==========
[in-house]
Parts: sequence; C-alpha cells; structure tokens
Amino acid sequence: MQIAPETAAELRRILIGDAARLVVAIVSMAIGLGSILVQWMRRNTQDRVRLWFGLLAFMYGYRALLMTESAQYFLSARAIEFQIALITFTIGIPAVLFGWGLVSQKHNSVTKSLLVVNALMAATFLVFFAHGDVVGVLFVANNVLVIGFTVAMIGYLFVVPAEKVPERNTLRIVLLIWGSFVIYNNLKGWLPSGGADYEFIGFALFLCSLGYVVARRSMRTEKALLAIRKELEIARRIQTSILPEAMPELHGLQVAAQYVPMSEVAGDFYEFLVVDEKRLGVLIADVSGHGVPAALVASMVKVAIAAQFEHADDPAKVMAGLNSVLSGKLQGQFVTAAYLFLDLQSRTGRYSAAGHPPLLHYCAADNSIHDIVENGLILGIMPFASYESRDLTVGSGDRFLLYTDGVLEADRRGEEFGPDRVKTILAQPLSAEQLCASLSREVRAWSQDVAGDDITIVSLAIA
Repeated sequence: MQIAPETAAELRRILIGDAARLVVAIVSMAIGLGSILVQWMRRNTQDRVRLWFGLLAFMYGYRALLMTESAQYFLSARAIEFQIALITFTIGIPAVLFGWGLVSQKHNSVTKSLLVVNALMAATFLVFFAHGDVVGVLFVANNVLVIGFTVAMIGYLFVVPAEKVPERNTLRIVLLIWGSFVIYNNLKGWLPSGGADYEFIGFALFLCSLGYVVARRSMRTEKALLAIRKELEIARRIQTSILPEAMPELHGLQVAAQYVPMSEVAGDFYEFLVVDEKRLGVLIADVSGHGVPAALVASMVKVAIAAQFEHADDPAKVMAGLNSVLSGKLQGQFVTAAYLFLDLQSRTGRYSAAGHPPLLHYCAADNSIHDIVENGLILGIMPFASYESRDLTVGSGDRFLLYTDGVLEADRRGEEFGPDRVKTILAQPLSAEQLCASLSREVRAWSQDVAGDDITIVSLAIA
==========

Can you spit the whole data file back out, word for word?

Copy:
[in-house]
Parts: sequence; C-alpha cells; structure tokens
Amino acid sequence: MQIAPETAAELRRILIGDAARLVVAIVSMAIGLGSILVQWMRRNTQDRVRLWFGLLAFMYGYRALLMTESAQYFLSARAIEFQIALITFTIGIPAVLFGWGLVSQKHNSVTKSLLVVNALMAATFLVFFAHGDVVGVLFVANNVLVIGFTVAMIGYLFVVPAEKVPERNTLRIVLLIWGSFVIYNNLKGWLPSGGADYEFIGFALFLCSLGYVVARRSMRTEKALLAIRKELEIARRIQTSILPEAMPELHGLQVAAQYVPMSEVAGDFYEFLVVDEKRLGVLIADVSGHGVPAALVASMVKVAIAAQFEHADDPAKVMAGLNSVLSGKLQGQFVTAAYLFLDLQSRTGRYSAAGHPPLLHYCAADNSIHDIVENGLILGIMPFASYESRDLTVGSGDRFLLYTDGVLEADRRGEEFGPDRVKTILAQPLSAEQLCASLSREVRAWSQDVAGDDITIVSLAIA
Repeated sequence: MQIAPETAAELRRILIGDAARLVVAIVSMAIGLGSILVQWMRRNTQDRVRLWFGLLAFMYGYRALLMTESAQYFLSARAIEFQIALITFTIGIPAVLFGWGLVSQKHNSVTKSLLVVNALMAATFLVFFAHGDVVGVLFVANNVLVIGFTVAMIGYLFVVPAEKVPERNTLRIVLLIWGSFVIYNNLKGWLPSGGADYEFIGFALFLCSLGYVVARRSMRTEKALLAIRKELEIARRIQTSILPEAMPELHGLQVAAQYVPMSEVAGDFYEFLVVDEKRLGVLIADVSGHGVPAALVASMVKVAIAAQFEHADDPAKVMAGLNSVLSGKLQGQFVTAAYLFLDLQSRTGRYSAAGHPPLLHYCAADNSIHDIVENGLILGIMPFASYESRDLTVGSGDRFLLYTDGVLEADRRGEEFGPDRVKTILAQPLSAEQLCASLSREVRAWSQDVAGDDITIVSLAIA